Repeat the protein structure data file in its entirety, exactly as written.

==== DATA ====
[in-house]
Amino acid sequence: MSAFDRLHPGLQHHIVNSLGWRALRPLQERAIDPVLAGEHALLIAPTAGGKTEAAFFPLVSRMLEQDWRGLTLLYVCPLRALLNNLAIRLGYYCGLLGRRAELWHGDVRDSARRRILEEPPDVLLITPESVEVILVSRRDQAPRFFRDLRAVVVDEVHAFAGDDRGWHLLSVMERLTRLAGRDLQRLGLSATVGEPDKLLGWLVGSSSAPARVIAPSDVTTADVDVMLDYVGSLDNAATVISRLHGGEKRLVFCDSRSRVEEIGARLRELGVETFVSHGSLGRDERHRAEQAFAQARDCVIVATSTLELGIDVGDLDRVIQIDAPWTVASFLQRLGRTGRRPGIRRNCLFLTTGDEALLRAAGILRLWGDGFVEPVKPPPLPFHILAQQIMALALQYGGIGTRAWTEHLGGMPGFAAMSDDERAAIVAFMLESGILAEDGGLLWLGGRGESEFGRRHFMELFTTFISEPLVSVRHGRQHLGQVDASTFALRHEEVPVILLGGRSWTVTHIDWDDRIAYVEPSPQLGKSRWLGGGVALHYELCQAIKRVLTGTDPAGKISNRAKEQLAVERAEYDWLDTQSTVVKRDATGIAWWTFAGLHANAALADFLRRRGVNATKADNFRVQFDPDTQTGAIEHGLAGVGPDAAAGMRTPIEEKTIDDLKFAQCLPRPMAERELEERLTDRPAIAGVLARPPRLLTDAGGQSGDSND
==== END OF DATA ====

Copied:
[in-house]
Amino acid sequence: MSAFDRLHPGLQHHIVNSLGWRALRPLQERAIDPVLAGEHALLIAPTAGGKTEAAFFPLVSRMLEQDWRGLTLLYVCPLRALLNNLAIRLGYYCGLLGRRAELWHGDVRDSARRRILEEPPDVLLITPESVEVILVSRRDQAPRFFRDLRAVVVDEVHAFAGDDRGWHLLSVMERLTRLAGRDLQRLGLSATVGEPDKLLGWLVGSSSAPARVIAPSDVTTADVDVMLDYVGSLDNAATVISRLHGGEKRLVFCDSRSRVEEIGARLRELGVETFVSHGSLGRDERHRAEQAFAQARDCVIVATSTLELGIDVGDLDRVIQIDAPWTVASFLQRLGRTGRRPGIRRNCLFLTTGDEALLRAAGILRLWGDGFVEPVKPPPLPFHILAQQIMALALQYGGIGTRAWTEHLGGMPGFAAMSDDERAAIVAFMLESGILAEDGGLLWLGGRGESEFGRRHFMELFTTFISEPLVSVRHGRQHLGQVDASTFALRHEEVPVILLGGRSWTVTHIDWDDRIAYVEPSPQLGKSRWLGGGVALHYELCQAIKRVLTGTDPAGKISNRAKEQLAVERAEYDWLDTQSTVVKRDATGIAWWTFAGLHANAALADFLRRRGVNATKADNFRVQFDPDTQTGAIEHGLAGVGPDAAAGMRTPIEEKTIDDLKFAQCLPRPMAERELEERLTDRPAIAGVLARPPRLLTDAGGQSGDSND